The 99p store fills me with an excitement that most normal women reserve for Prada or a sale at The White Company. I can’t help it, the thought of getting something for up to a whole pound cheaper or in rare cases, more, fills me with a warm, glowing feeling and leaves me wanting more.
I am known to make special trips to town to fill up on dishwasher salt, laundry detergent and kids lunch box fillers, all courtesy of the local ‘cheap shop.’
But a couple of weeks ago, I made an error in judgement, and unwittingly spent my pound on something worth much less.
Piled high in the homeware section, sandwiched between plastic toys and cheap bashed food tins I saw toilet bloc. The stuff that changes the colour of your flush after you have spent a penny. Usually makes it look prettier, if you can attribute beauty to a loo.
So I bought in bulk and spent three quid.
Once home, I dashed to the bathroom and pulled the circular bloc from its wrapping and dropped it in the cistern. I flushed the chain and waited to see clean pouring out beneath the rim.
Before my eyes the toilet bowl filled with pale pink water, pink because I had bought pink not my usual blue.
This was my error.
As the water rose, all I could think of what it reminded me off, what pink streaks in the loo meant to me.
“Jesus,” I spoke aloud, “It looks just like I have my…”
“Mummy,” screamed BB, bounding in by my side, “you have pink wee, you are a fairy with magic wee, wow.”
Trust a three year old who is years away from knowing about a woman’s monthly trauma to find a positive spin on my pink potty.
BB looked at me with a new found respect, shed her outer wear, climbed on the seat and started to tinkle. She climbed off with a face full of worry, yanked the chain, stared at the porcelain, then squealed.
“Mummy, me too, I have pink wee, I am a real fairy.”
Happiness it would seem is a kid who pees pink.
But still her rapture did not convert me, each time I glanced at the lavatory the pink water made me feel vaguely nauseous and even brought on imaginary PMT.
I have hated it for a fortnight and it has shown no signs of fading.
So yesterday I returned to the store and ransacked the aisle until I found, hidden far behind the pink pack of two loo blocs, a cardboard treasure containing bloc’s of blue.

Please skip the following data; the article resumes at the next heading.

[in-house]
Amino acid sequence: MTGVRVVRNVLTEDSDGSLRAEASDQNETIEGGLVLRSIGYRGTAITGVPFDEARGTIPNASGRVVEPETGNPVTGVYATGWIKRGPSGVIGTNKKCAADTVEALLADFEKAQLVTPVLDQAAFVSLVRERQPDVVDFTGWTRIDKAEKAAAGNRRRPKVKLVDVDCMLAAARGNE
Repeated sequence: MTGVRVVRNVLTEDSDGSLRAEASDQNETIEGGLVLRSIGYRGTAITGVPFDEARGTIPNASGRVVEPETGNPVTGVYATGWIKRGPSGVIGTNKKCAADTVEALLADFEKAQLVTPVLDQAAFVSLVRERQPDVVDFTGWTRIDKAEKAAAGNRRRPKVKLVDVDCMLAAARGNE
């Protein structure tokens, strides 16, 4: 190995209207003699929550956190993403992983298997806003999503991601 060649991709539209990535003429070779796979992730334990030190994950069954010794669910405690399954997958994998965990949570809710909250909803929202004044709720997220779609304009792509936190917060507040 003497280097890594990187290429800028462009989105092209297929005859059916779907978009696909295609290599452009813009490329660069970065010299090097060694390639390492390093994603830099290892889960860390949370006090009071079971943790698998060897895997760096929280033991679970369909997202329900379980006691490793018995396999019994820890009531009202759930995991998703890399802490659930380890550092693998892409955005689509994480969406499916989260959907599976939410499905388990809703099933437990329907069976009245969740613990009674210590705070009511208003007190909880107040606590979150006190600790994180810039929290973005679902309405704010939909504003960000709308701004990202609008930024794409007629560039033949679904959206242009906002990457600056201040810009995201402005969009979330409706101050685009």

Normal bloody blue for my very pink loo.
I returned home, and bounded into the bathroom, and quickly placed a blue bloc in the top of the toilet.
I flushed and waited, and watched as a deep red erupted with fury from the toilet rim.
It was worse than ever.
BB came to my side,
“Mummy, your wee is bleeding – are you dying?”
I added another bloc, and BB walked away fearing for my life.
The water turned a wild purple, with wacky streaks of red.
Howling with frustration and desperate with desire to see a pure blue stream, I added four more blocs to my now multi coloured cistern.
I flushed and squeezed my eyes tightly and then lifted a lid and peered into the loo.
Sweet lord it was blue, radiant royal blue.
My woes were over.
Or so I thought.
I lowered the lid and left the room, calmness ebbing through my limbs. Problem solved I soon forgot about my previous perils and life continued.
Then I found her.
My three year old girl, huddled in a heap, sobbing in the corner.
“What’s wrong?” I cried encircling her in a hug.
She hiccuped out a response, “I’m not a fairy anymore mummy, my wee turned blue, I am going to grow a willy and turn into a boy.”
And with that she collapsed with tears, terrified that her worse nightmare may come true and she will become a little lad.
Today was not the day for a talk of feminism, of trying to pass on understanding that boys can like pink and girls can wear blue.
Today was the day to go to the second toilet in our house, drop a putrid pink bloc in it and let my kid think she is a fairy once more because she can pee pink.
And life keeps going, with all of us happy, as long as we use the right loo.